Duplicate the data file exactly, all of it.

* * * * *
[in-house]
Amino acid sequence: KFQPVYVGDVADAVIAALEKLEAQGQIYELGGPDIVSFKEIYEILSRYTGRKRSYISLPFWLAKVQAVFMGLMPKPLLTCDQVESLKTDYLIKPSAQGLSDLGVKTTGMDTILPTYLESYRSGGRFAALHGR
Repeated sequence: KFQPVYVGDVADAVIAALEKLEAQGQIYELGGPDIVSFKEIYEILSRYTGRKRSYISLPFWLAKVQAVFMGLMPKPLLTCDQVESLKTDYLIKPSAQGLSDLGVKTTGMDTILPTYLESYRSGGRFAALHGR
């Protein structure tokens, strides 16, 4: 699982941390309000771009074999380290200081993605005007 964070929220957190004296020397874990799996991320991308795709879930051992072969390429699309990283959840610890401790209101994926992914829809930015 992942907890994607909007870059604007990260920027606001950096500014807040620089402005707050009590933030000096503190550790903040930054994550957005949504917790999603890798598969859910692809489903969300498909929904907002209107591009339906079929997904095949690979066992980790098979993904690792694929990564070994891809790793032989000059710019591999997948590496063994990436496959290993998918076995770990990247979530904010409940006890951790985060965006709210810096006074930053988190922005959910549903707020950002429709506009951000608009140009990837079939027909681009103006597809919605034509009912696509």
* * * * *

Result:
[in-house]
Amino acid sequence: KFQPVYVGDVADAVIAALEKLEAQGQIYELGGPDIVSFKEIYEILSRYTGRKRSYISLPFWLAKVQAVFMGLMPKPLLTCDQVESLKTDYLIKPSAQGLSDLGVKTTGMDTILPTYLESYRSGGRFAALHGR
Repeated sequence: KFQPVYVGDVADAVIAALEKLEAQGQIYELGGPDIVSFKEIYEILSRYTGRKRSYISLPFWLAKVQAVFMGLMPKPLLTCDQVESLKTDYLIKPSAQGLSDLGVKTTGMDTILPTYLESYRSGGRFAALHGR
């Protein structure tokens, strides 16, 4: 699982941390309000771009074999380290200081993605005007 964070929220957190004296020397874990799996991320991308795709879930051992072969390429699309990283959840610890401790209101994926992914829809930015 992942907890994607909007870059604007990260920027606001950096500014807040620089402005707050009590933030000096503190550790903040930054994550957005949504917790999603890798598969859910692809489903969300498909929904907002209107591009339906079929997904095949690979066992980790098979993904690792694929990564070994891809790793032989000059710019591999997948590496063994990436496959290993998918076995770990990247979530904010409940006890951790985060965006709210810096006074930053988190922005959910549903707020950002429709506009951000608009140009990837079939027909681009103006597809919605034509009912696509």